January 2018: Veterinary Clinics of North America. Exotic Animal Practice
https://www.readbyqxmd.com/read/29146026/vaccination-of-ferrets-for-rabies-and-distemper
#9
REVIEW
Laura L Wade
Companion ferrets need to be vaccinated against 2 viral diseases that cause neurologic illness: canine distemper and rabies. Although not common in ferrets, both viruses are fatal in ferrets and rabies virus is also fatal in humans. In this article, we provide a basic review of the 2 diseases, highlighting key neurologic concerns. We also review and update current vaccine concerns from a practitioner's perspective, including available vaccines, vaccine schedule recommendations, vaccine reactions, and risk assessment...
January 2018: Veterinary Clinics of North America. Exotic Animal Practice
https://www.readbyqxmd.com/read/29146025/pain-and-its-control-in-reptiles
#10
REVIEW
Sean M Perry, Javier G Nevarez
Reptiles have the anatomic and physiologic structures needed to detect and perceive pain. Reptiles are capable of demonstrating painful behaviors. Most of the available literature indicates pure μ-opioid receptor agonists are best to provide analgesia in reptiles. Multimodal analgesia should be practiced with every reptile patient when pain is anticipated. Further research is needed using different pain models to evaluate analgesic efficacy across reptile orders.
January 2018: Veterinary Clinics of North America. Exotic Animal Practice
https://www.readbyqxmd.com/read/28781047/preface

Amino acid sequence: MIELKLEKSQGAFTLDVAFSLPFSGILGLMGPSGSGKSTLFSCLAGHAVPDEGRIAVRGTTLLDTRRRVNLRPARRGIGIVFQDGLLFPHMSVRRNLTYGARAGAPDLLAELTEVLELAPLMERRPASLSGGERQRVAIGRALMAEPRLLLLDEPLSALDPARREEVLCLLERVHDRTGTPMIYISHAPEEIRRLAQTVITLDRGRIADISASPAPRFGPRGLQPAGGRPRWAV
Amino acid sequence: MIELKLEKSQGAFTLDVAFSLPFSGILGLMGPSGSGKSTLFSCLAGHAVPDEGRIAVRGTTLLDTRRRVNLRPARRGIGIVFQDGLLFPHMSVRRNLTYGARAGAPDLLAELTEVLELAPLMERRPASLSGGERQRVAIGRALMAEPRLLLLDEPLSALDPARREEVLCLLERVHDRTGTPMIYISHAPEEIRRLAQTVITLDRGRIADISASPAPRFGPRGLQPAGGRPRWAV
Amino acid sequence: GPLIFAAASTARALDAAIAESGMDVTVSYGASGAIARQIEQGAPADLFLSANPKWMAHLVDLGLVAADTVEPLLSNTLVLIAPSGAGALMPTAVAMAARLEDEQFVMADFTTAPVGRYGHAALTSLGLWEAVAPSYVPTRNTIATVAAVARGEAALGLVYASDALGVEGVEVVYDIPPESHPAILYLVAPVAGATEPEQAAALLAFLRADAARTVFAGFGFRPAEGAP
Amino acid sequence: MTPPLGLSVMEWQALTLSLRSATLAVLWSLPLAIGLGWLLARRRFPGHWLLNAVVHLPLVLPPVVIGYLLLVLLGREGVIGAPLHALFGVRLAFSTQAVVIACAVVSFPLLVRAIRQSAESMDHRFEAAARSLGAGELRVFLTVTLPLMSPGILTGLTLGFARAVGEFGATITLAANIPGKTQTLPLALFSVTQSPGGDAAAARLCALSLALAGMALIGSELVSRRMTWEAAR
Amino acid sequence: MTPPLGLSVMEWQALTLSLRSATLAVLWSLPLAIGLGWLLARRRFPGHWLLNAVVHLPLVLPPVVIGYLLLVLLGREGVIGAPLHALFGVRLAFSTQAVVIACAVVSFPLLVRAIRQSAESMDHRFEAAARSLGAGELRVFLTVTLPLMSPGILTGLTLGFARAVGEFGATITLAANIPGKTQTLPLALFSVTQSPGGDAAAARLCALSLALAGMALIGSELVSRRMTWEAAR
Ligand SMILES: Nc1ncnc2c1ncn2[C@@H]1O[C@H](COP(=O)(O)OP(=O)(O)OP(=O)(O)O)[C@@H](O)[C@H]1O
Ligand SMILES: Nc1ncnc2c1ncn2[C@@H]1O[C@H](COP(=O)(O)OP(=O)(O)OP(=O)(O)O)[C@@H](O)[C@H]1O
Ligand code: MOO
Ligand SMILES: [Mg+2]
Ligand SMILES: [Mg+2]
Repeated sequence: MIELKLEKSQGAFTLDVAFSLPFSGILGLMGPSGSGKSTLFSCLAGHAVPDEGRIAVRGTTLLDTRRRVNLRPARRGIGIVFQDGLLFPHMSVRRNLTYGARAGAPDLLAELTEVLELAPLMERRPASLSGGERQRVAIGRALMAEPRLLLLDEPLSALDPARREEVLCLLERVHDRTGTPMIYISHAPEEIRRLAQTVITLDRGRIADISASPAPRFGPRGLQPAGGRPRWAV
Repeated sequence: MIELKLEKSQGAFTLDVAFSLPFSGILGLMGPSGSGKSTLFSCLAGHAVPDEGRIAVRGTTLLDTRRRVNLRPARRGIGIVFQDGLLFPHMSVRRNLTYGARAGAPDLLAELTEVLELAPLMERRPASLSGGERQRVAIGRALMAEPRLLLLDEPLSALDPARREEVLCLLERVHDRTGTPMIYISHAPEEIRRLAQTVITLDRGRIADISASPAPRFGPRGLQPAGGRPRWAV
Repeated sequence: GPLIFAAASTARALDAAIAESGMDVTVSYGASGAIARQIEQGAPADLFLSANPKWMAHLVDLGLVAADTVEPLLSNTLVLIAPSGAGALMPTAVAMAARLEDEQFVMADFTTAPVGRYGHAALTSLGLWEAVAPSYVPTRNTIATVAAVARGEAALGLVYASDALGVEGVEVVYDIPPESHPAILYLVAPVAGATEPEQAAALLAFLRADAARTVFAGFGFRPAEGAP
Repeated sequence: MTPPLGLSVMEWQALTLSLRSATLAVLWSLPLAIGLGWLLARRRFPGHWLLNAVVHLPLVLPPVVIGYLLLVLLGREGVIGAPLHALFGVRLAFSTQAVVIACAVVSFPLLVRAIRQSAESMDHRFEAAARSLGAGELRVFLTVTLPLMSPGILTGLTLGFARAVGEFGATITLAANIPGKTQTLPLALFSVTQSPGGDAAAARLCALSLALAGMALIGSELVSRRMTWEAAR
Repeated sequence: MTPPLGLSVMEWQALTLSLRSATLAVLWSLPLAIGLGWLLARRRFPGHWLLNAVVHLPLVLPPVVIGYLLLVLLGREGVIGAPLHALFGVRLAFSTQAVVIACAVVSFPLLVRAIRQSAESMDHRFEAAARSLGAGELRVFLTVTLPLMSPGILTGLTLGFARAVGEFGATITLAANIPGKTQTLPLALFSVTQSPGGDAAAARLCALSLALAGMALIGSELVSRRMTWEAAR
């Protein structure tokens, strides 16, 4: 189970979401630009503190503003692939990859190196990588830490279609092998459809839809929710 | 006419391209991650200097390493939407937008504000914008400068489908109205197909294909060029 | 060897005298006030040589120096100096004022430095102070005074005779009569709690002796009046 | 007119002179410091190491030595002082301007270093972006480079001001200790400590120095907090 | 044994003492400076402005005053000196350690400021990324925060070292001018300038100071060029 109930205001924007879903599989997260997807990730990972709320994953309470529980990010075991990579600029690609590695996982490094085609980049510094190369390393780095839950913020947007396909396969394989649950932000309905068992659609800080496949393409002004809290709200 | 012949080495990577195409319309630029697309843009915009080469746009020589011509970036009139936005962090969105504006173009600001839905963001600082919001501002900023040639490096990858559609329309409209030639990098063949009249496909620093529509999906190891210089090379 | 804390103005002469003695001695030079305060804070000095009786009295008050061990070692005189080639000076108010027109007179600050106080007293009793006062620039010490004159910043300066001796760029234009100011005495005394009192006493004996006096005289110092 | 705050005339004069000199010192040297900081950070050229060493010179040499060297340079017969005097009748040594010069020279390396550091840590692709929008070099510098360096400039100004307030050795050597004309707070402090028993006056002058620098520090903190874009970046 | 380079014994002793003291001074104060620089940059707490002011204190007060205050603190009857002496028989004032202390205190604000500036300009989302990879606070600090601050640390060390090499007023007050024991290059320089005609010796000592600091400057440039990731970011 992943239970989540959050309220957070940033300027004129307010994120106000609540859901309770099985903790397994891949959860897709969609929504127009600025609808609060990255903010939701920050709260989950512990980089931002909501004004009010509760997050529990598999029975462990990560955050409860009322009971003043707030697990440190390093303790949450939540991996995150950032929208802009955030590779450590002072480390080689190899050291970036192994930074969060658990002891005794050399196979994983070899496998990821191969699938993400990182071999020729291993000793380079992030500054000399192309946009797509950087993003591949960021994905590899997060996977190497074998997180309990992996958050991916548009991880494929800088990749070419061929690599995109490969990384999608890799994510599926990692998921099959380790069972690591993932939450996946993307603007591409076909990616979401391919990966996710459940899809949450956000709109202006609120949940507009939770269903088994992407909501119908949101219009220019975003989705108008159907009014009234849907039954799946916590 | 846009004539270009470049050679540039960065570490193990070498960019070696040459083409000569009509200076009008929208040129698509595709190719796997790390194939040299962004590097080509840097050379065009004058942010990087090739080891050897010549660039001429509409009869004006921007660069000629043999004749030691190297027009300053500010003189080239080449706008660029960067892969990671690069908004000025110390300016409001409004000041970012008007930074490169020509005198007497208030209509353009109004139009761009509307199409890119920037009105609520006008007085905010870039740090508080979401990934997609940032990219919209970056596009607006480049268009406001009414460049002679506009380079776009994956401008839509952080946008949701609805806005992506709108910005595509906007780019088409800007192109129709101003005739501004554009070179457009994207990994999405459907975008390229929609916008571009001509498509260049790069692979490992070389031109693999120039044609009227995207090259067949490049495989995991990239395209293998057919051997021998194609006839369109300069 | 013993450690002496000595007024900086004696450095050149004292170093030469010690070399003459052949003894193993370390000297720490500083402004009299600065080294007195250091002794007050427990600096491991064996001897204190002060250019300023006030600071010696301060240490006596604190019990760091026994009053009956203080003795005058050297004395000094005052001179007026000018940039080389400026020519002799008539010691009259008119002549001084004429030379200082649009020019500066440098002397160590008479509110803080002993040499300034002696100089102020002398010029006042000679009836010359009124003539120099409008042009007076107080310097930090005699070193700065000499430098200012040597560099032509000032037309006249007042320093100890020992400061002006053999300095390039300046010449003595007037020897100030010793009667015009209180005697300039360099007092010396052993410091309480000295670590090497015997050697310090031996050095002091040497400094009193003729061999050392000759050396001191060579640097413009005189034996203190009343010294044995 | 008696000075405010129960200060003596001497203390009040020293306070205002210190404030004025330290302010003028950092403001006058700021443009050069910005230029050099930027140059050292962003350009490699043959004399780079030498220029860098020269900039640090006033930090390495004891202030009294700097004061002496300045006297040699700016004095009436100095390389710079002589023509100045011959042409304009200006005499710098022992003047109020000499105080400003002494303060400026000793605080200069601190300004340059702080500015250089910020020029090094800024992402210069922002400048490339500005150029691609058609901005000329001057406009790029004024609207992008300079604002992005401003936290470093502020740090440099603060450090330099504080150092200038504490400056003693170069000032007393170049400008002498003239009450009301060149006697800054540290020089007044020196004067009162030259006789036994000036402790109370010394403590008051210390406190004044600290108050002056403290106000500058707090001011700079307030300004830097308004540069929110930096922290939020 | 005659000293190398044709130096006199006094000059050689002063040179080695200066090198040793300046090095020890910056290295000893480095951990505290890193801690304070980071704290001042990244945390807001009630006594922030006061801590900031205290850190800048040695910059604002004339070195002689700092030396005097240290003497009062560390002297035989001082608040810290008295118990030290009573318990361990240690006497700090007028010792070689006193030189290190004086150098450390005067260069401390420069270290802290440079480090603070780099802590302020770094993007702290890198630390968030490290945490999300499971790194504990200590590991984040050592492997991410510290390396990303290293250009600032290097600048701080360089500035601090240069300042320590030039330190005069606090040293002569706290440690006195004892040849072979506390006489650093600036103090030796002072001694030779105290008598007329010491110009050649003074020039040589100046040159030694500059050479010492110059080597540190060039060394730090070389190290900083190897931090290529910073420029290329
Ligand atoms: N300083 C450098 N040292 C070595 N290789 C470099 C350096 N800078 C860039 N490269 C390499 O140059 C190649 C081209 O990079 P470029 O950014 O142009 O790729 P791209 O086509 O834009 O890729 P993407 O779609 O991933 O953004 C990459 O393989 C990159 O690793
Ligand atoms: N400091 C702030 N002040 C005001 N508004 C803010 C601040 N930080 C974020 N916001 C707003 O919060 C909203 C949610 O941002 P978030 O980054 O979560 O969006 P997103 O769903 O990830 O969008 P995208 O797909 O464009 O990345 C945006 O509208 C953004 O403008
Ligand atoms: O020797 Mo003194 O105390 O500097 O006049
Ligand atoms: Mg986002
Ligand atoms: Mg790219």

#11
EDITORIAL
Nicola Di Girolamo, Alexandra L Winter
No abstract text is available yet for this article.
September 2017: Veterinary Clinics of North America. Exotic Animal Practice
https://www.readbyqxmd.com/read/28781046/how-to-report-exotic-animal-research
#12
REVIEW
Nicola Di Girolamo, Alexandra L Winter
Reporting the results of primary research is a key step in knowledge creation. Many well-conducted studies are rejected by journal editors, criticized by peers, or unsuitable for systematic reviewers because of poor reporting. This article summarizes the most important methodological items to report when writing an original research article.
September 2017: Veterinary Clinics of North America. Exotic Animal Practice
https://www.readbyqxmd.com/read/28781045/an-introduction-to-systematic-reviews-and-meta-analyses-for-exotic-animal-practitioners
#13
REVIEW
Reint Meursinge Reynders
Developing and conducting systematic reviews and meta-analyses is a complex process that requires many judgments and the input from a wide variety of stakeholders. This article presents an introduction on how to develop, conduct, and report these research studies. Veterinary clinicians should seek systematic reviews to address their research questions. Criteria for including meta-analyses in a systematic review are presented. However, before applying the findings of systematic reviews and meta-analyses to a particular patient, clinicians should weigh a variety of issues...